So, he did speak English. And the look on his face told me he could have been more helpful all along, but decided to keep his yap shut. I guess I was amusing him.

Still, I knew what fünf meant and said so. "Thanks," I said. "I know."

After thanking them for the vittles I set off towards Meinisberg and the campground symbol on my Garmin. I had to climb, and fight headwinds the whole way, only to find that the campground was up a painfully steep and long grade. WHY do they keep doing that? Putting campgrounds up a humungous hill!? But what could I do? I rode up the damn hill...

This time I was rewarded for my pain. It was one of the nicest campgrounds of the trip. I can't really explain why? It wasn't the fanciest. I think it was the surroundings. Quiet, on a hill, not many people, a nice pool that I didn't use, but it was nice to sit by and write notes in my journal. My campsite was pretty, I was close the the toilets and wasn't squished between 5 other tents...

But also, the woman running it was extra nice. The restaurant was closed but she sold me food. Milk for my morning coffee, yogurt, butter for my bread, fruit and chocolate. She even went to the kitchen and lopped off a nice hunk of cheese. Dinner AND breakfast. After a day of foraging, it wasn't bad.

After dinner I took a walk. The weather was perfect by then and it was beautiful out.

I've been thinking of climbing Mont Ventoux, in France. I'll sleep on it...

I rode through some pretty towns today...
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...and pretty country lanes.
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Life through my rear view...
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Hmmm? A John Deere and farmers bull-shit'n at the local and farming and feed store on a Sunday morning. Could just as well be small town America.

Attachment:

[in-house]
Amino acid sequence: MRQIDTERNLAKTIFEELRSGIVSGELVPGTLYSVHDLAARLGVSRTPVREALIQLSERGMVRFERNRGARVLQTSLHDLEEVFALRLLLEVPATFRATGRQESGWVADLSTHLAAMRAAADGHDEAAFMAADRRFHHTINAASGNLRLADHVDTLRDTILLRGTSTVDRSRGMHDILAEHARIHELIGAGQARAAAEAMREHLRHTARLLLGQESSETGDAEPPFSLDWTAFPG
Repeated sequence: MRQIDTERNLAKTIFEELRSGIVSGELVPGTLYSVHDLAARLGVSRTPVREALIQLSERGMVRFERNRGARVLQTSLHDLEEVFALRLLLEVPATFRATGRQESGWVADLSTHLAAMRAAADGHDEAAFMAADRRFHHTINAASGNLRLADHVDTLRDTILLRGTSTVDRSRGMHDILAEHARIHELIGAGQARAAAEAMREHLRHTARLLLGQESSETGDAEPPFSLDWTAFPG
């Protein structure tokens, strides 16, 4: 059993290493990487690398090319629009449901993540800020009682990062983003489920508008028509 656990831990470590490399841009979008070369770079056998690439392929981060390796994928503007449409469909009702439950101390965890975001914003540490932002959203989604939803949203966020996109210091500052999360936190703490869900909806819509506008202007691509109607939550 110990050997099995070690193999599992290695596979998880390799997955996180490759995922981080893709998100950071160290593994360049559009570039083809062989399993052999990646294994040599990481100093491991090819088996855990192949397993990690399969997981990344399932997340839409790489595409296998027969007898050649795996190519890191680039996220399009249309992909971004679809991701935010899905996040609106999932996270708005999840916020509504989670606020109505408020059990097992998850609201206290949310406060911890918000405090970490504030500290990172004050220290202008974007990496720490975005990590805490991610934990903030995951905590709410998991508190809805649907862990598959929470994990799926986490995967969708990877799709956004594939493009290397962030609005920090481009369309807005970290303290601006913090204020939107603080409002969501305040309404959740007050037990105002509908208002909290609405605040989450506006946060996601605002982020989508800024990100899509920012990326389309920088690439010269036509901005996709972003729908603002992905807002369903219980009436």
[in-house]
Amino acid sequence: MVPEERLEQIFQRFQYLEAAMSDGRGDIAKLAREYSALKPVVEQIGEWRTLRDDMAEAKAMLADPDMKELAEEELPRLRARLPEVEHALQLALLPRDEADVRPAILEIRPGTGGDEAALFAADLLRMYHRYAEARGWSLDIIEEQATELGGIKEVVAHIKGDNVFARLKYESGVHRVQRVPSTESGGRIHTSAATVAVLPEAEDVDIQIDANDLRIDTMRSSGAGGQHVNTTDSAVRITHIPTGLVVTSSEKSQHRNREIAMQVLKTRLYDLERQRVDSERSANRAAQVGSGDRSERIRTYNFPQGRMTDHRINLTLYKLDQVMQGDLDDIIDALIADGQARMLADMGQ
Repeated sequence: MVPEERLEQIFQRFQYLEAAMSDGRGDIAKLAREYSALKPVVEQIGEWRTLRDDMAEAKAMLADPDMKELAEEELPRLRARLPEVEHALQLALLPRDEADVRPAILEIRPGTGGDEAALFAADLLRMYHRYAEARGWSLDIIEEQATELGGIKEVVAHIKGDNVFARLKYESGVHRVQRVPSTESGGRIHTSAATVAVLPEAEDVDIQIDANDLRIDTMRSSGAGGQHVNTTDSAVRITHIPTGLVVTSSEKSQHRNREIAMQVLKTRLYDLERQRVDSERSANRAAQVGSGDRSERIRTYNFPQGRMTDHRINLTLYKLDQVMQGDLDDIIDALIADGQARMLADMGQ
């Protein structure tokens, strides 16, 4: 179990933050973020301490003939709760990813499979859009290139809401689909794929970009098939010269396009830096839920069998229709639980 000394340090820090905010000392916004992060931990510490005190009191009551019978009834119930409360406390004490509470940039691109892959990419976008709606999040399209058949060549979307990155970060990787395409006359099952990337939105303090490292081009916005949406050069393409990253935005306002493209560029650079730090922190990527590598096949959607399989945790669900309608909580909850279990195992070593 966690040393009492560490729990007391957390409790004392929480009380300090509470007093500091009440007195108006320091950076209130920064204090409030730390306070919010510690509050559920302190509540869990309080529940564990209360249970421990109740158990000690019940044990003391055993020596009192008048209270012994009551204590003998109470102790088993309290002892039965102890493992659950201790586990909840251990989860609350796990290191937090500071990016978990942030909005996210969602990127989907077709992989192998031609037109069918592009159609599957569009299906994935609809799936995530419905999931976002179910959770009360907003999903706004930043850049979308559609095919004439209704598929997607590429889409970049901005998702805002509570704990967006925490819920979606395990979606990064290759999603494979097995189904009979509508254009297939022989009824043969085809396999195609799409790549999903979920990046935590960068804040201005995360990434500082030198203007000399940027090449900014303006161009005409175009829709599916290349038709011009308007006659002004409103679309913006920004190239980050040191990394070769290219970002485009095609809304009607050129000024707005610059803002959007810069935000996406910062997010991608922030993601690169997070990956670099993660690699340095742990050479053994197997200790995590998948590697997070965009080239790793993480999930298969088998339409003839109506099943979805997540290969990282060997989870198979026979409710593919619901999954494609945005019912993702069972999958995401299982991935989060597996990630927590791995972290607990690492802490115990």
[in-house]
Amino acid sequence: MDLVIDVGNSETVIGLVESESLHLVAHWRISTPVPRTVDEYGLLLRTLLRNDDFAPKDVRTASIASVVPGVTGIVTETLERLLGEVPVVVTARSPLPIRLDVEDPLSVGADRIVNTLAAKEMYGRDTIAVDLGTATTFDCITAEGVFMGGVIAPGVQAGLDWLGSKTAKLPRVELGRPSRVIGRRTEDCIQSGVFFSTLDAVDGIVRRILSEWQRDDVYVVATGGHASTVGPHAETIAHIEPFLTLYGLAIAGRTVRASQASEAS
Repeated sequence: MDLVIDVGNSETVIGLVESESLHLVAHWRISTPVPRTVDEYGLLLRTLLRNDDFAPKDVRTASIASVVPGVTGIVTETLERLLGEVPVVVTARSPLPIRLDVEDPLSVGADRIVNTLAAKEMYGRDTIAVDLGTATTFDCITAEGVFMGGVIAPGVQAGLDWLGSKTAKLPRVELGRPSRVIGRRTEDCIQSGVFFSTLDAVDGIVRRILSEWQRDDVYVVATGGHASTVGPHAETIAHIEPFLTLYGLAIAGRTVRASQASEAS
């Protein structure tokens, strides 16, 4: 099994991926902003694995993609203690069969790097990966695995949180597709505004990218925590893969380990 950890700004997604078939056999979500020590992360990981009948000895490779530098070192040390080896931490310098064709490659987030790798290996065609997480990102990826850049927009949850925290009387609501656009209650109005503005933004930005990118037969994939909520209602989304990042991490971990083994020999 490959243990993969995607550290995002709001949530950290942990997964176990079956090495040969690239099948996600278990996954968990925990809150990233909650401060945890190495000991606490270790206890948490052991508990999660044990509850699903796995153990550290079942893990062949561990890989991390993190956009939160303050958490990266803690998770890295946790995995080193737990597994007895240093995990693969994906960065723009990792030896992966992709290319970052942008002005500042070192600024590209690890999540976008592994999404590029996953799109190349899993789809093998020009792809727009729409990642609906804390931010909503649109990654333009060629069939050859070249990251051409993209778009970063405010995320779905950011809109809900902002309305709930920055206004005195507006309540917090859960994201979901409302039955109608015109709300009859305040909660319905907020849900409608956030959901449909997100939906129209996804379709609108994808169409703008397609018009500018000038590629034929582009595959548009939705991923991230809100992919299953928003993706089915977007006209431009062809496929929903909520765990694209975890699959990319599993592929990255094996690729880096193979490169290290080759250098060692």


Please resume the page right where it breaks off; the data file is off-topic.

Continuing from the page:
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This is the style of roof on the barns in this area. It seems they all look like this. Very distinctive, and different from other parts of Switzerland.
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Another beautiful covered bridge
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I saw many of these polls outside houses and farms. I didn't asked, but worked out that they had to be an announcement for a new baby. They seem to have the newborns name and birthday. I guess I should have asked about it to be sure, I just never thought of it when there was someone around to ask.
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This was the view from the campground. Pictures never capture the height of things, but trust me, it was pretty high up. Maybe in a car I wouldn't have noticed? But, trust me, I noticed.
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School zone
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What the!? This sure is farm country.
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A lot of houses, especially the older ones, have words like this. I think they are a sort of blessing, as in "bless this house..." kind of thing.
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Amber waves of grain near the campground in the evening
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So many bike routes, so little time.
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School building paintings
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This picture has no meaning, or significance there'uv, to the the journal at large or the story in general. I just happen to like daisies. Though these could just be daisy lookalikes? Who cares?! I like them.
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Today's ride: 89 km (55 miles)
Total: 2,769 km (1,720 miles)